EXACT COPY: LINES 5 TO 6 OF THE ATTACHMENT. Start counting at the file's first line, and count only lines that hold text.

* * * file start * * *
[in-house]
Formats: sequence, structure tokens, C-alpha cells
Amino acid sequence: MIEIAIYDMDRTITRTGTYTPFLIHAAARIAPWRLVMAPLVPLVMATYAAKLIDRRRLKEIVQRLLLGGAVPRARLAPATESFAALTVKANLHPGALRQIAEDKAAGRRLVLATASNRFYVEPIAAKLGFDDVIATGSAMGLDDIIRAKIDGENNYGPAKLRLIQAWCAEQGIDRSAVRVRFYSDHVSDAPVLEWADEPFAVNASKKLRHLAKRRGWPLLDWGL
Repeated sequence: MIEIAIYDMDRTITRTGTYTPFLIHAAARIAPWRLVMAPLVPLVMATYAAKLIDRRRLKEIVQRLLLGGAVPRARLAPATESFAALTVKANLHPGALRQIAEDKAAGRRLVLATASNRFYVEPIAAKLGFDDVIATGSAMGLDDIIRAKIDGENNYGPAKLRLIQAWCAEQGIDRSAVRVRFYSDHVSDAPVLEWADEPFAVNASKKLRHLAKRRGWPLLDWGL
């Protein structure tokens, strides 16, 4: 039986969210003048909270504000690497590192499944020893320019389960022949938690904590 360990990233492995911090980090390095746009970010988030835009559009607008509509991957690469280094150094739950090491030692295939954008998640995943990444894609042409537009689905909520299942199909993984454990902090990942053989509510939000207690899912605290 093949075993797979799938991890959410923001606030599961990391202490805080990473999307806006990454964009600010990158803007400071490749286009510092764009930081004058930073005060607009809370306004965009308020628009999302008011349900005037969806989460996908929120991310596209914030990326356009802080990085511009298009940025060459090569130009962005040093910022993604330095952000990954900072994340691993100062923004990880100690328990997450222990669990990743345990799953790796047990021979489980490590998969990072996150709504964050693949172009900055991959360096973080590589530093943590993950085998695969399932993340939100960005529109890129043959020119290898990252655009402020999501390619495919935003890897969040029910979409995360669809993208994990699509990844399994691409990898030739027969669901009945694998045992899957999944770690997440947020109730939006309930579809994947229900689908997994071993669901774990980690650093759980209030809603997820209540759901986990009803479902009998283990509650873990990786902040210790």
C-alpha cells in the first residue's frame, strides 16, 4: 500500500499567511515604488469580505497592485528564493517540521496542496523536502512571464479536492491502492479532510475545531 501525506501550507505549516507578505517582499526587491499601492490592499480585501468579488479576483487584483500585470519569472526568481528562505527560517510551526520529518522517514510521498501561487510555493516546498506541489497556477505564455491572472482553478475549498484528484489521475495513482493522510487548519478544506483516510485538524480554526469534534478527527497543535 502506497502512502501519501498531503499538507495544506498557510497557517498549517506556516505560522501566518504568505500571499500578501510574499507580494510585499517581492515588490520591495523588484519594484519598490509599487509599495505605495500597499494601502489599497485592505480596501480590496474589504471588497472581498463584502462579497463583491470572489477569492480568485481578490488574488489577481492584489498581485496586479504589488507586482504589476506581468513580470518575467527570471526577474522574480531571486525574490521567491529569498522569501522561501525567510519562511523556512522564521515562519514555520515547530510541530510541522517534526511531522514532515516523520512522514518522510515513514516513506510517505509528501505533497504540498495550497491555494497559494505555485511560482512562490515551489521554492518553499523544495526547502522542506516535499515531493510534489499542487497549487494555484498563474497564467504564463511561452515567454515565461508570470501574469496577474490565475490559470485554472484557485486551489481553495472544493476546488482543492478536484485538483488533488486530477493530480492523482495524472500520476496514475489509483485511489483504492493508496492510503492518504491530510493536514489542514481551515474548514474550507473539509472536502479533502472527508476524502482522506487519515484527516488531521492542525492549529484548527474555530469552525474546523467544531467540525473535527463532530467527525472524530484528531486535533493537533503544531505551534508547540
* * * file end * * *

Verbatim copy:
């Protein structure tokens, strides 16, 4: 039986969210003048909270504000690497590192499944020893320019389960022949938690904590 360990990233492995911090980090390095746009970010988030835009559009607008509509991957690469280094150094739950090491030692295939954008998640995943990444894609042409537009689905909520299942199909993984454990902090990942053989509510939000207690899912605290 093949075993797979799938991890959410923001606030599961990391202490805080990473999307806006990454964009600010990158803007400071490749286009510092764009930081004058930073005060607009809370306004965009308020628009999302008011349900005037969806989460996908929120991310596209914030990326356009802080990085511009298009940025060459090569130009962005040093910022993604330095952000990954900072994340691993100062923004990880100690328990997450222990669990990743345990799953790796047990021979489980490590998969990072996150709504964050693949172009900055991959360096973080590589530093943590993950085998695969399932993340939100960005529109890129043959020119290898990252655009402020999501390619495919935003890897969040029910979409995360669809993208994990699509990844399994691409990898030739027969669901009945694998045992899957999944770690997440947020109730939006309930579809994947229900689908997994071993669901774990980690650093759980209030809603997820209540759901986990009803479902009998283990509650873990990786902040210790």
C-alpha cells in the first residue's frame, strides 16, 4: 500500500499567511515604488469580505497592485528564493517540521496542496523536502512571464479536492491502492479532510475545531 501525506501550507505549516507578505517582499526587491499601492490592499480585501468579488479576483487584483500585470519569472526568481528562505527560517510551526520529518522517514510521498501561487510555493516546498506541489497556477505564455491572472482553478475549498484528484489521475495513482493522510487548519478544506483516510485538524480554526469534534478527527497543535 502506497502512502501519501498531503499538507495544506498557510497557517498549517506556516505560522501566518504568505500571499500578501510574499507580494510585499517581492515588490520591495523588484519594484519598490509599487509599495505605495500597499494601502489599497485592505480596501480590496474589504471588497472581498463584502462579497463583491470572489477569492480568485481578490488574488489577481492584489498581485496586479504589488507586482504589476506581468513580470518575467527570471526577474522574480531571486525574490521567491529569498522569501522561501525567510519562511523556512522564521515562519514555520515547530510541530510541522517534526511531522514532515516523520512522514518522510515513514516513506510517505509528501505533497504540498495550497491555494497559494505555485511560482512562490515551489521554492518553499523544495526547502522542506516535499515531493510534489499542487497549487494555484498563474497564467504564463511561452515567454515565461508570470501574469496577474490565475490559470485554472484557485486551489481553495472544493476546488482543492478536484485538483488533488486530477493530480492523482495524472500520476496514475489509483485511489483504492493508496492510503492518504491530510493536514489542514481551515474548514474550507473539509472536502479533502472527508476524502482522506487519515484527516488531521492542525492549529484548527474555530469552525474546523467544531467540525473535527463532530467527525472524530484528531486535533493537533503544531505551534508547540